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Grant supports budding entrepreneurship

| Sunday, January 19, 2014

Last semester the University of Notre Dame received a $3 million grant from the Lilly Endowment Inc. to support enFocus, a non-profit that aims to help business and community leaders in South Bend collaborate with Notre Dame graduates on bold, innovative solutions that will improve the South Bend community.

“We believe for northern Indiana, and the state of Indiana in general, to grow and change its long-term trajectory in a positive way is to give highly educated, young talent the chance to work and create jobs,” David Murphy,associate dean of entrepreneurship for the Colleges of Science and Engineering and director of the ESTEEM Graduate Program, said.

Lilly Endowment Inc. proposed the question on how to keep the best and brightest in South Bend to avoid “the brain drain” suffered in college towns throughout the state, Murphy said.

“Notre Dame was very much behind enFocus and instrumental in starting it,” Murphy said.  “We think enFocus is a perfect opportunity to tell the Lilly folks what we do up here.”

Murphy said the name enFocus is short for “entrepreneurial focus.” The program addresses “local challenges with an entrepreneurial angle,” he said.

Murphy said clients, like the city of South Bend, pay for access to bright entrepreneurs and innovators in the program. Notre Dame students get involved in a broad, diverse range of projects from private, public, and the non-profit sectors, he said.

“[enFocus] is not meant to be viewed as a competitive organization to longstanding organizations already out there, but to say, ‘Hey maybe things can happen in a new, positive way based on young, highly talented individuals staying in the community,’” he said.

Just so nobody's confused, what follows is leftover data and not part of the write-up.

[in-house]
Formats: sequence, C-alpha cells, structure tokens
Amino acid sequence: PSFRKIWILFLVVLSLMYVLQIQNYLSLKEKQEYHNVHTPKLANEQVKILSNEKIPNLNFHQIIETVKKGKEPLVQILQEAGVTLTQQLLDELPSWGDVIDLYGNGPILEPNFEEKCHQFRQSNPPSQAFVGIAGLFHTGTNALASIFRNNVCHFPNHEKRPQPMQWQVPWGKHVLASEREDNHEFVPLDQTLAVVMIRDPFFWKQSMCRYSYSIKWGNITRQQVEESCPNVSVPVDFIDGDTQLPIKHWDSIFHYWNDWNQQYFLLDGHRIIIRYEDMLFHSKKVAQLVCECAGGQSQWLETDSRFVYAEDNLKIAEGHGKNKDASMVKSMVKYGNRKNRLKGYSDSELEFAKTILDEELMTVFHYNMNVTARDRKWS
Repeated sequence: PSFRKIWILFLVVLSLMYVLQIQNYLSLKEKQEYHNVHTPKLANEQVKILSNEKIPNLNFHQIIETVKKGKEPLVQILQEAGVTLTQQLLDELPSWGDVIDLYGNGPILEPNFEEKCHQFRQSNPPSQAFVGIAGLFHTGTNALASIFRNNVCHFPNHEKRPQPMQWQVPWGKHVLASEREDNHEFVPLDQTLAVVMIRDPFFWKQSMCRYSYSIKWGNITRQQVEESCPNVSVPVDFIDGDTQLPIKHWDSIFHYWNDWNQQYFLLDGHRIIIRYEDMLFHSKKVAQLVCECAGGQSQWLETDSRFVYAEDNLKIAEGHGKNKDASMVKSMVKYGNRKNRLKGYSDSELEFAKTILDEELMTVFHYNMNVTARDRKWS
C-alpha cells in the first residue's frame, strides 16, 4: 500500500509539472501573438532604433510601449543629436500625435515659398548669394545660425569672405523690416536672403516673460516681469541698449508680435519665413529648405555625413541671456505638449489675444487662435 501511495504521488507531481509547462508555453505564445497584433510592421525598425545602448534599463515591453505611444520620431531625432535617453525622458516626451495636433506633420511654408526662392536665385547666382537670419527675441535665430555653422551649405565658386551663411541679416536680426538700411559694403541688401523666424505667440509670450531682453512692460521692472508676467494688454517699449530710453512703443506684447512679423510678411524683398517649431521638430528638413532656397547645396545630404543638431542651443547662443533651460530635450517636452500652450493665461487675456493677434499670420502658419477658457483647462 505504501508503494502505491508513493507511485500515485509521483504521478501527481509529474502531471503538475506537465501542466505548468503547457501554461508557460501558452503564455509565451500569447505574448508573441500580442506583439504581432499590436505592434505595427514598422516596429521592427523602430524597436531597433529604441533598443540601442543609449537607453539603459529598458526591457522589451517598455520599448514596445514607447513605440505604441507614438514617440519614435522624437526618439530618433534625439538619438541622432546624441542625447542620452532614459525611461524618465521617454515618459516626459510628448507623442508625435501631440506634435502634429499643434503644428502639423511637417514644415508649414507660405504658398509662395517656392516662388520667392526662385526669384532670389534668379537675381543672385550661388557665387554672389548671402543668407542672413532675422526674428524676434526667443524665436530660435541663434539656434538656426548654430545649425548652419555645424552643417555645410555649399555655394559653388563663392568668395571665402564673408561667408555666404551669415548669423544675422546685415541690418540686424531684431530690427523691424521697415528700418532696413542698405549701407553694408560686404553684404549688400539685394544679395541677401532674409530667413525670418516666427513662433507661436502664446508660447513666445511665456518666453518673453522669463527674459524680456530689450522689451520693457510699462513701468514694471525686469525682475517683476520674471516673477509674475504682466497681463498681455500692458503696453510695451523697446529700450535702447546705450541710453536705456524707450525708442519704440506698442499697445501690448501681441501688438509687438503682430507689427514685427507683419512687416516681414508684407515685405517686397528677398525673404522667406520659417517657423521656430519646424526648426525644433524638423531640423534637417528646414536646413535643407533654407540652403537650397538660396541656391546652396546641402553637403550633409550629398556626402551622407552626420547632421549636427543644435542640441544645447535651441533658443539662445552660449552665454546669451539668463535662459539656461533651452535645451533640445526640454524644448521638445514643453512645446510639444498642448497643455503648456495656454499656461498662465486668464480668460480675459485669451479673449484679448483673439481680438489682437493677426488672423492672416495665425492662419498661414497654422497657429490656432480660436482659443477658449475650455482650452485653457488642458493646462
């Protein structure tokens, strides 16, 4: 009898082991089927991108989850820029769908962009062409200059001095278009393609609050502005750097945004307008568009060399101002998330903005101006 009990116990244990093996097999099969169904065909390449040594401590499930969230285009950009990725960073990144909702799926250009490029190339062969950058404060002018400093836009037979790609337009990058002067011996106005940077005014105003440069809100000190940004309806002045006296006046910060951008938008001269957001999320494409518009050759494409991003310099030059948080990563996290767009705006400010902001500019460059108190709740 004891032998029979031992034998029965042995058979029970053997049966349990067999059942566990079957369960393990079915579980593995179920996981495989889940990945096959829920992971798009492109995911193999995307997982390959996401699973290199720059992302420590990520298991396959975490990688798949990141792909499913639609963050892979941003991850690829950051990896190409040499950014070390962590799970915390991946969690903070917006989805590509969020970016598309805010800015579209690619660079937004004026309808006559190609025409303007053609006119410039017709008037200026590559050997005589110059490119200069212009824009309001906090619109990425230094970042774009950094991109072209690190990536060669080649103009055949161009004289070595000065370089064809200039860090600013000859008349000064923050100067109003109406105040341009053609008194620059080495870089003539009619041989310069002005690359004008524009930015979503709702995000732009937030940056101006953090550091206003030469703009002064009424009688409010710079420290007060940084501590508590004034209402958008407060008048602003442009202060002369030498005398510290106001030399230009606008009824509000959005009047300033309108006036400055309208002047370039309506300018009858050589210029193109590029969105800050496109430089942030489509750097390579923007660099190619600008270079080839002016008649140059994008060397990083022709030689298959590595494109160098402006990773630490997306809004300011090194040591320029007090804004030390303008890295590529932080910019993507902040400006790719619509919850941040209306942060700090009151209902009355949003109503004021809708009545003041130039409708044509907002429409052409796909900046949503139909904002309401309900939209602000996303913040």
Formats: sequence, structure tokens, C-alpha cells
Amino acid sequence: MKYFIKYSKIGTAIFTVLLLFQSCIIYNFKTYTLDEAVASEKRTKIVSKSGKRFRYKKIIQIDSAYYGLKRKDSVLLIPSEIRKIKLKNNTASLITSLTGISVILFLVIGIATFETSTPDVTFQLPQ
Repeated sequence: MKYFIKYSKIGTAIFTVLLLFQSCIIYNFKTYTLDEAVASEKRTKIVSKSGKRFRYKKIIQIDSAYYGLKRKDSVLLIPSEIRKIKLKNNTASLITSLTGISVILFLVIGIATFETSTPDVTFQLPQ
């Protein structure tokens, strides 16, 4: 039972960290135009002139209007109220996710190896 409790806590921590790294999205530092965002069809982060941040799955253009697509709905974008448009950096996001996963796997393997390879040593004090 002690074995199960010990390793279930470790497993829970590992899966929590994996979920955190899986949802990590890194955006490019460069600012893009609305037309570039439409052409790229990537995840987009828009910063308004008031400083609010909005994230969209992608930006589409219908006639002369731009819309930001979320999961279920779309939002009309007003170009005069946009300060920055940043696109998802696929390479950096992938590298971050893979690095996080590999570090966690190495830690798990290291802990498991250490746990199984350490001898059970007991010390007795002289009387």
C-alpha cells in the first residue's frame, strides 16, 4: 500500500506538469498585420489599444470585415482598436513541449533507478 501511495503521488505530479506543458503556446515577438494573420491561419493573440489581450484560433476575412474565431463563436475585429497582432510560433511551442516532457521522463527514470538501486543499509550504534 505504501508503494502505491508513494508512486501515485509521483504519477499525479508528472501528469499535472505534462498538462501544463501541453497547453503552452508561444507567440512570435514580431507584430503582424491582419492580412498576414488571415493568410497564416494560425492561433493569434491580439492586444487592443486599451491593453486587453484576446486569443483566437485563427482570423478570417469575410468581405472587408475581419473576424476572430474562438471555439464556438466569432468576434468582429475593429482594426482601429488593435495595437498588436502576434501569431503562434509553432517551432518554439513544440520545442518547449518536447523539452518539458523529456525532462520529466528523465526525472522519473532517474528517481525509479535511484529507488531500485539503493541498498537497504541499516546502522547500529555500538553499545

enFocus has seen short term success already, Murphy said.

“In our first year we had a lot of demonstrable success to all of our clients.  A lot of clients came back and paid in again,” Murphy said.  “Our most important goal is execution on the projects we get our students involved in.”

For long-term success, he said enFocus hopes to bring innovative and entrepreneurial innovation to companies that will increase job opportunities by growing businesses.

“Perhaps an organization that is stalled out a little bit could be rejuvenated or pointed in a whole new direction with young talent taking part in these companies,” he said.

As enFocus continues to grow, Murphy said one of the keys to its continued success is the creation of a sustainable business model that is a lot more than just a consulting model.

“We believe over time where enFocus will really have an impact is taking the model that is able to grow and is scalable,” Murphy said.  “This can grow and scale into other parts of the state.  [This model can] develop intellectual property and connect the dots in the community and across the state.

“We have turned brain drain into brain gain.”


About Kyle Witzigman

Kyle, of Springdale, Arkansas, is a junior political science major and constitutional studies minor. He lives in Morrissey Manor.

Contact Kyle